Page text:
.

## Defining the initial pressure distribution

The initial pressure distribution is set as a matrix which contains the initial pressure values for each grid point. This matrix must be the same size as the medium discretisation defined by the computational grid (i.e., it must have `Nx`

rows and `Ny`

columns). Several functions are included in the toolbox for the creation of simple geometric shapes. In this example, the function `makeDisc`

is used to create an initial pressure distribution in the shape of two small discs with different diameters. This distribution is assigned to the `p0`

field of the `source`

structure. There are no restrictions on `source.p0`

except that it must be the same size as the computational grid.

% create initial pressure distribution using makeDisc disc_magnitude = 5; % [Pa] disc_x_pos = 50; % [grid points] disc_y_pos = 50; % [grid points] disc_radius = 8; % [grid points] disc_1 = disc_magnitude * makeDisc(Nx, Ny, disc_x_pos, disc_y_pos, disc_radius); disc_magnitude = 3; % [Pa] disc_x_pos = 80; % [grid points] disc_y_pos = 60; % [grid points] disc_radius = 5; % [grid points] disc_2 = disc_magnitude * makeDisc(Nx, Ny, disc_x_pos, disc_y_pos, disc_radius); source.p0 = disc_1 + disc_2;

## Defining the sensor mask

The sensor mask defines the positions within the computational domain where the pressure field is recorded at each time-step. The sensor mask can be given in one of three ways:

- A binary matrix which specifies the grid points that record the data (see the Using A Binary Sensor Mask Example).
- The grid coordinates of two opposing corners of a line (1D), rectangle (2D) or cuboid (3D) (see the Defining A Sensor Mask By Opposing Corners Example).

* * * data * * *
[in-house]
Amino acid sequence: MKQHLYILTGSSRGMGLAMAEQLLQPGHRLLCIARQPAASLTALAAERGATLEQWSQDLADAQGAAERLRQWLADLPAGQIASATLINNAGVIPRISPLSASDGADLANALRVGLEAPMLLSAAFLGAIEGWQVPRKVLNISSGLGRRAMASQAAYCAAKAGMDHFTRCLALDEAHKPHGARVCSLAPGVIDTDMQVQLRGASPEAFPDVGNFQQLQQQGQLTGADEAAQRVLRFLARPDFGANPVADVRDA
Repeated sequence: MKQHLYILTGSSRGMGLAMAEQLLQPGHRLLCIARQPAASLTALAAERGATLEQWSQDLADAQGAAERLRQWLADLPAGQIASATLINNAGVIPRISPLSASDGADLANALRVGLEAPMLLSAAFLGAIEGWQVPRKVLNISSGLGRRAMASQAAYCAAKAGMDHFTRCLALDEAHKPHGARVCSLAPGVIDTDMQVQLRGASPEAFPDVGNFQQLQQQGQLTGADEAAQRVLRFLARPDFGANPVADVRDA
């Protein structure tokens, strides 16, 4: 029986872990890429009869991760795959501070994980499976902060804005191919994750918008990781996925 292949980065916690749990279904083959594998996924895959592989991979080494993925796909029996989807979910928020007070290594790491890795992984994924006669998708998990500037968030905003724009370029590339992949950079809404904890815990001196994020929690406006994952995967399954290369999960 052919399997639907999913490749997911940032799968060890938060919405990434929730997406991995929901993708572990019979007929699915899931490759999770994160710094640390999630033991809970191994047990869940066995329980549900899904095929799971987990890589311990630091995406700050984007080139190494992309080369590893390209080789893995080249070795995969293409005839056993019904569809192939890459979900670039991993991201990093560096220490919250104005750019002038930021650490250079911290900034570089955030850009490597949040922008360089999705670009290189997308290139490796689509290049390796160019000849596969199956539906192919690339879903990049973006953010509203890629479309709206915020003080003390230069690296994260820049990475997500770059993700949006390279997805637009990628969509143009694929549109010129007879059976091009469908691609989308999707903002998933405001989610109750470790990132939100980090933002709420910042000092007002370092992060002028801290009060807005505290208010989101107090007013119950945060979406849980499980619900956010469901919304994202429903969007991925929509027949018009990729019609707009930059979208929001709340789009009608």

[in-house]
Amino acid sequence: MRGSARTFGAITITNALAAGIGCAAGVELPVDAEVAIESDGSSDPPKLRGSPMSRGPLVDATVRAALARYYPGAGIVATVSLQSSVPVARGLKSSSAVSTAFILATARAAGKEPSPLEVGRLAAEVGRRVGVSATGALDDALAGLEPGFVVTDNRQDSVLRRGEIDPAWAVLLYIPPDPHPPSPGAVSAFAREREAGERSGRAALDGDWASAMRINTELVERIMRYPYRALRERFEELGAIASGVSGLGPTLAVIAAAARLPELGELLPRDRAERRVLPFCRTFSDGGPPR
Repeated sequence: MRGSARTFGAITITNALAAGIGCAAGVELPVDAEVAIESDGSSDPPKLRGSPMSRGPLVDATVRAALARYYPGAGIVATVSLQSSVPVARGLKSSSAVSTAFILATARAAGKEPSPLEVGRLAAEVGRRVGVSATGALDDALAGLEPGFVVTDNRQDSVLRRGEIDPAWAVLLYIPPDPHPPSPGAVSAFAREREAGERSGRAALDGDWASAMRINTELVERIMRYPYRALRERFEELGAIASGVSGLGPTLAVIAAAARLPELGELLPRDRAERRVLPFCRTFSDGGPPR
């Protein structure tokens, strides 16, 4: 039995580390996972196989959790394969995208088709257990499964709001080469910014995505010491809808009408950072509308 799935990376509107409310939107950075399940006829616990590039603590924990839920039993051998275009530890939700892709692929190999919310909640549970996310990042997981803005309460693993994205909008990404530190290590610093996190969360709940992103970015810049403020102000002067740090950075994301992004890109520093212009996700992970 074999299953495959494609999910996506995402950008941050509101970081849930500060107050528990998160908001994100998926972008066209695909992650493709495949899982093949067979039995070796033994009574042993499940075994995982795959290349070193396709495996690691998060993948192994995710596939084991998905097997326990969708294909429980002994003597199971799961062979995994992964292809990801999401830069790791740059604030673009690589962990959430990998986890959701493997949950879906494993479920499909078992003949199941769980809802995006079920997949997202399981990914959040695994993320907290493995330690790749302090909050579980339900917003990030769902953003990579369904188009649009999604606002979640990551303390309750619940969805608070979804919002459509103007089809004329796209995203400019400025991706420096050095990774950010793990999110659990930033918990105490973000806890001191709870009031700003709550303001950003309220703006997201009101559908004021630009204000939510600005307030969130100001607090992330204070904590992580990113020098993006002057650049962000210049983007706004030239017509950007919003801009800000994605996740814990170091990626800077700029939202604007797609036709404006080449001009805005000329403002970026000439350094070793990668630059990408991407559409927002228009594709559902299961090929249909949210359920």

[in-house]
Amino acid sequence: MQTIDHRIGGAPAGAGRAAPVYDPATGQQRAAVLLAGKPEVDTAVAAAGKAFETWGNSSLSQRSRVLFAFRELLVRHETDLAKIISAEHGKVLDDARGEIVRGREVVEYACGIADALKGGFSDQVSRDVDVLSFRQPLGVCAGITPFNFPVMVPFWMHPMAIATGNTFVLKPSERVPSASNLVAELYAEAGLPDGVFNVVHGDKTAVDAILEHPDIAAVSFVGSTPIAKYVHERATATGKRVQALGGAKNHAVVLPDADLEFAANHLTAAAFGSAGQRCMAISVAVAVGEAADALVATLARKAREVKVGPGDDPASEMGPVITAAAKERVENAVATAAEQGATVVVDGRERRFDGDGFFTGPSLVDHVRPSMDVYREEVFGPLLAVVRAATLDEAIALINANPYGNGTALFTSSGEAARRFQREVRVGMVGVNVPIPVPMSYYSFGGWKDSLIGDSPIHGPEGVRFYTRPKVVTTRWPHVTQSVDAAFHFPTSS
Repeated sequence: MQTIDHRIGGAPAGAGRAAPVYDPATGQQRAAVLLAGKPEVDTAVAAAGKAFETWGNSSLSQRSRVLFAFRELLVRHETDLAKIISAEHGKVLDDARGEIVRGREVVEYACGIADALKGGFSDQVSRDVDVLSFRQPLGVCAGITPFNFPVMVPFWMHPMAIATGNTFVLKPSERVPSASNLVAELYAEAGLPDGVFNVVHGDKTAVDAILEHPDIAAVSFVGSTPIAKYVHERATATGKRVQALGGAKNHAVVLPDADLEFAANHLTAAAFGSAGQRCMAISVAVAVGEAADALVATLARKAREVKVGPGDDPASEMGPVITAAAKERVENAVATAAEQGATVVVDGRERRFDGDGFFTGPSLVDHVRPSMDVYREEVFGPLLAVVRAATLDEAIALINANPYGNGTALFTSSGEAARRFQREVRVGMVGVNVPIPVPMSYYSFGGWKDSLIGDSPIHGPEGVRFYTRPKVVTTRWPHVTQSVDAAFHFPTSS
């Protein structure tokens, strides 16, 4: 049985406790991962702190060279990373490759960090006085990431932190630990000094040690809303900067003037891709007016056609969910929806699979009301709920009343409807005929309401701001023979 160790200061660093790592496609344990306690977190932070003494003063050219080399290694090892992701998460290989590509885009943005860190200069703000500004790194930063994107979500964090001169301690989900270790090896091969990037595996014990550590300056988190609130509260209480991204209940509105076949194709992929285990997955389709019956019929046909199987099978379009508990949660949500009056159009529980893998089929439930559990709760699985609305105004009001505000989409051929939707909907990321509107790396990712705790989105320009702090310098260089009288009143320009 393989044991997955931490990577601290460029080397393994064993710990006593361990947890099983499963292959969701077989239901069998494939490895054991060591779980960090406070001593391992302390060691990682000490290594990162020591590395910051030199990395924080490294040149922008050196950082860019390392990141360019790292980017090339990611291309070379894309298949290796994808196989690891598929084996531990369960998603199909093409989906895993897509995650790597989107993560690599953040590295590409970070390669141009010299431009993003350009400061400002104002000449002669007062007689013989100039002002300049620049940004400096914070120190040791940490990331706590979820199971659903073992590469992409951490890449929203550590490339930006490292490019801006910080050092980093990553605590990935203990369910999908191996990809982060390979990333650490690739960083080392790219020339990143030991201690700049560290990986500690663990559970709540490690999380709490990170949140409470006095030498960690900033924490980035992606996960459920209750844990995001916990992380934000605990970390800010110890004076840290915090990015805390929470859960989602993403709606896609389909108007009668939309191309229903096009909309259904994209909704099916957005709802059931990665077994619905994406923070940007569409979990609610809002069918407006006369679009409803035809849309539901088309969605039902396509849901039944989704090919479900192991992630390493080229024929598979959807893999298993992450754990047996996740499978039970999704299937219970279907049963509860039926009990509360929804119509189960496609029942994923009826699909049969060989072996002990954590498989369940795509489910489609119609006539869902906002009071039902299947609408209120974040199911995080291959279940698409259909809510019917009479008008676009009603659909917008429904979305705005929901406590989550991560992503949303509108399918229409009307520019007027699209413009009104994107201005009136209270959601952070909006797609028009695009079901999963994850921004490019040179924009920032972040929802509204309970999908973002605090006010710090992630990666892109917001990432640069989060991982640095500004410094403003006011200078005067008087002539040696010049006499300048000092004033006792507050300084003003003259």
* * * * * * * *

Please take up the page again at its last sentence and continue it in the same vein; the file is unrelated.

- A set of Cartesian coordinates lying within the dimensions of the computational domain.

In 2D, Cartesian coordinates must be specified as a 2 x N matrix, where the Cartesian origin is assumed to be in the center of the grid. Here the function `makeCartCircle`

is used to set the sensor mask to the Cartesian coordinates of a set of evenly spaced points on a circle.

% define a centered circular sensor sensor_radius = 4e-3; % [m] num_sensor_points = 50; sensor.mask = makeCartCircle(sensor_radius, num_sensor_points);

A plot of the initial pressure distribution and the sensor mask is given below. By default, the pressure at the Cartesian points in 2D is computed at each time step using linear interpolation.

## Running the simulation

The computation is started by calling the function `kspaceFirstOrder2D`

with the four input structures defined above. By default, a visualisation of the propagating wave-field and a status bar are displayed, with frame updates every ten time-steps. The default k-Wave color map displays zero as white, positive pressures as yellows to reds to black, and negative pressures as light to dark blue-greys (see `getColorMap`

).

```
% run the simulation
sensor_data = kspaceFirstOrder2D(kgrid, medium, source, sensor);
```

As the function runs, status updates and computational parameters are printed to the command line.

Running k-Wave simulation... start time: 22-Feb-2017 13:33:04 reference sound speed: 1500m/s dt: 20ns, t_end: 12.06us, time steps: 604 input grid size: 128 by 128 grid points (12.8 by 12.8mm) maximum supported frequency: 7.5MHz smoothing p0 distribution... calculating Delaunay triangulation... precomputation completed in 0.67051s starting time loop... estimated simulation time 3.2012s... simulation completed in 3.5675s total computation time 4.305s

When the time loop has completed, the function returns the recorded time series at each of the sensor points defined by `sensor.mask`

. This is indexed as `sensor_data(sensor_point_index, time_index)`

. For a Cartesian sensor mask, the time series are returned in the same order as the Cartesian coordinates specified in `sensor.mask`

. A visualisation of the sensor data recorded in this example is given below.

```
% plot the simulated sensor data
figure;
imagesc(sensor_data, [-1, 1]);
colormap(getColorMap);
ylabel('Sensor Position');
xlabel('Time Step');
colorbar;
```